The Ministry for Primary Industries (MPI) confirms that the bacterial cattle disease Mycoplasma bovis is present on a farm in the Ashburton area.
The Ministry’s response incident controller David Yard says milk sampling carried out by the dairy industry just before Christmas revealed a suspected positive result and MPI’s Animal Health Laboratory testing has just confirmed this.
“The affected farm and an associated property have been under controls since Christmas Eve as a precautionary measure. No animals or other risk goods such as used farm equipment have been allowed on or off the property during this time and these controls stand,” Mr Yard says. . .
It’s been a funny old year on Gareth and Sarah Isbister’s farm, Balruddery, near Five Forks.
Swamped by rain, the cattle farmers finished 2017 beside the Kakanui River with new irrigation and options.
The Isbisters are happy to have the extra water on hand after a difficult 12 months for an irrigation rollout in their area.
Their supplier, the farmer-owned North Otago Irrigation Company, was meant to be pumping high-pressure flow to downland farmers like them in late 2016. Joint faults in pipes put paid to that idea, costing shareholders as the contractor fixed its faulty workmanship. . .
Dairy farmer Chris Baker says he is “hellishly lucky” to have survived a stampede by his 180 cows that left him trampled, unconscious and with broken bones.
The 61-year old Ruawai man has been a dairy farmer for 40 years, and has never before been in such a life threatening situation.
He does admit to being kicked in the chest and elsewhere a few times by cows, “but that’s just day to day farming.”
Baker said he did nothing different or wrong last Tuesday but the freak occurrence could have left him dead. He now has a cautionary tale for anyone working on their own on a farm, and with animals. . .
Pastures imperiled by seawater flooding – Jessie Chiang:
Seawater flooding of rural properties in Kaiaua is going to have a serious impact on farmers, Federated Farmers says.
Wild weather and a king tide last week caused widespread flooding in the coastal region on the western side of the Firth of Thames, leaving behind soaked properties filled with debris.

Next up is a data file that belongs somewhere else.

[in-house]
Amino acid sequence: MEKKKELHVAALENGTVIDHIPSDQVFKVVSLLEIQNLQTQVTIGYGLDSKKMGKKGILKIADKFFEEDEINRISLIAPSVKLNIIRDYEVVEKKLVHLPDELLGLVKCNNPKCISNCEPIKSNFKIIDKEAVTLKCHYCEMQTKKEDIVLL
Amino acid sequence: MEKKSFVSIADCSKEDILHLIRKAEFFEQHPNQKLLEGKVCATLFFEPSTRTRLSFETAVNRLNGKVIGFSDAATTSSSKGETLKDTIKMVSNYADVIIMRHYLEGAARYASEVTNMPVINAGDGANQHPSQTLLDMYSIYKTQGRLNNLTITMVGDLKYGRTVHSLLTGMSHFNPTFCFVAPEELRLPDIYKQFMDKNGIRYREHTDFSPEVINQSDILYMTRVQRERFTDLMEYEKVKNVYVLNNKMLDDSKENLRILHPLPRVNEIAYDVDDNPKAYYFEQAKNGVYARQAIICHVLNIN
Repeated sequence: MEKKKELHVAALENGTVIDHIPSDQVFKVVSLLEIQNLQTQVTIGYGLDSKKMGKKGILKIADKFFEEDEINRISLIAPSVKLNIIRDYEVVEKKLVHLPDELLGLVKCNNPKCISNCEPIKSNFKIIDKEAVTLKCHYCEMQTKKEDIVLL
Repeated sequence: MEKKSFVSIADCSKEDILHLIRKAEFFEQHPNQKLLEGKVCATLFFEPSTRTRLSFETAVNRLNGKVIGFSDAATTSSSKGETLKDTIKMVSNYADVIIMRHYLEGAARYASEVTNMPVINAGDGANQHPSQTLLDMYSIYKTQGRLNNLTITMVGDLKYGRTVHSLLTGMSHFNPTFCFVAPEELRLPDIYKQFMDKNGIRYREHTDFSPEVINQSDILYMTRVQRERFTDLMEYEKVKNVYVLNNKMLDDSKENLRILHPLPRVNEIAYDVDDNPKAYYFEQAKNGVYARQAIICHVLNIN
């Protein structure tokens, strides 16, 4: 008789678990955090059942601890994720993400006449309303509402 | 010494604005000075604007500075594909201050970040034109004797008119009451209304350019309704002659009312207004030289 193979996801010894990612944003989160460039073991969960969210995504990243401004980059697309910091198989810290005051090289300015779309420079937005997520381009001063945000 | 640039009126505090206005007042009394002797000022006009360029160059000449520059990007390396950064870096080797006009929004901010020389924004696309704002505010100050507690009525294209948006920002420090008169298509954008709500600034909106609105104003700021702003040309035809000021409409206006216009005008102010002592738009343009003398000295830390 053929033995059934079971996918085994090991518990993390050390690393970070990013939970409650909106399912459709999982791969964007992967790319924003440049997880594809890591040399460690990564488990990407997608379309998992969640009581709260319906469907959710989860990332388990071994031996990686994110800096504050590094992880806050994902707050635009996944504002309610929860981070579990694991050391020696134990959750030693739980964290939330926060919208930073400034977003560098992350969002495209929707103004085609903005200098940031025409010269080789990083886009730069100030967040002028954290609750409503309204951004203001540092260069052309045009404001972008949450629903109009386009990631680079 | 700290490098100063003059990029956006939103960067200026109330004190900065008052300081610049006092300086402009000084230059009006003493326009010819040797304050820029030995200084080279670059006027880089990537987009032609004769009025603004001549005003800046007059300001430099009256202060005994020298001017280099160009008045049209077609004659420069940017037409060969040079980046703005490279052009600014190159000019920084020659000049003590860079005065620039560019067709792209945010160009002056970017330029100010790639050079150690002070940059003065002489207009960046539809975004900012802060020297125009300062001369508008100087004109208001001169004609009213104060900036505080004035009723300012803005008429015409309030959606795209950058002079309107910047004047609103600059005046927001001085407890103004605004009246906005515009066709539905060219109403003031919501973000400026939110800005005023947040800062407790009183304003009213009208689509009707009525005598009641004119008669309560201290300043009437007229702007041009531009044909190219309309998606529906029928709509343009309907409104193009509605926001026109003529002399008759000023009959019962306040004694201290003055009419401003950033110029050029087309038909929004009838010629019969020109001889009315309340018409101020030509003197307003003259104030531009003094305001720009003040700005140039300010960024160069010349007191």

The federation’s Hauraki-Coromandel president Kevin Robinson said saltwater destroys pastures.
He said farmers would now have to wait for rain to wash away the salt before they could replant grass.
“It’s become evident that there are quite a few farmers there who [have been] significantly affected by the tidal inundation – one farmer 100 percent and others to a lesser degree,” said Mr Robinson. . .
(BusinessDesk) – MyFarm Investments, New Zealand’s largest rural investment syndicator, is moving its focus away from its dairy farming origins and expects future growth to come from smaller overlooked investments such as fruit.
The rural investment firm was set up in 1990, initially investing in dairy farms which it syndicated to investors. It has since diversified into sheep and beef farms, horticulture and mussel farming and has more than $500 million of rural assets under management. About half its assets are dairy farms, with some 30 percent in sheep and beef farms and 20 percent in other investments, and the company expects its dairy investments to shrink as farms are sold when investments mature while the proportion in other areas grows. . .
Have banks signalled they’ve had enough of funding the dairy industry? If funding is closed off, the new Govt’s obligations for the industry are likely to be expensive and even more stressful– David Chaston:
Rural borrowers currently owe banks in New Zealand $60.4 bln, according to the Reserve Bank.
With banks over the past decade rushing to support the capital needs of the growing dairy sector, two thirds of this rural debt is held by dairy farmers.
All rural debt represents just 14% of the debt held by banks in New Zealand and pales in comparison to the 56% of all debt banks hold over urban residences ($240 bln). These numbers don’t include another $4.9 bln lent to the rural support sector or the forestry or fishing sectors. . .
Henry Miles is a busy young man who is about to become even busier. Next month, the 21-year-old New Plymouth resident, who is currently Assistant Manager of a Tegel meat chicken farm, will step up to manage a large new free-range farm – which will expand to a total of eight sheds by adding a shed every seven weeks.
It is a role that Henry is well prepared for, having gained a thorough grounding in poultry farming since leaving school in 2014. . .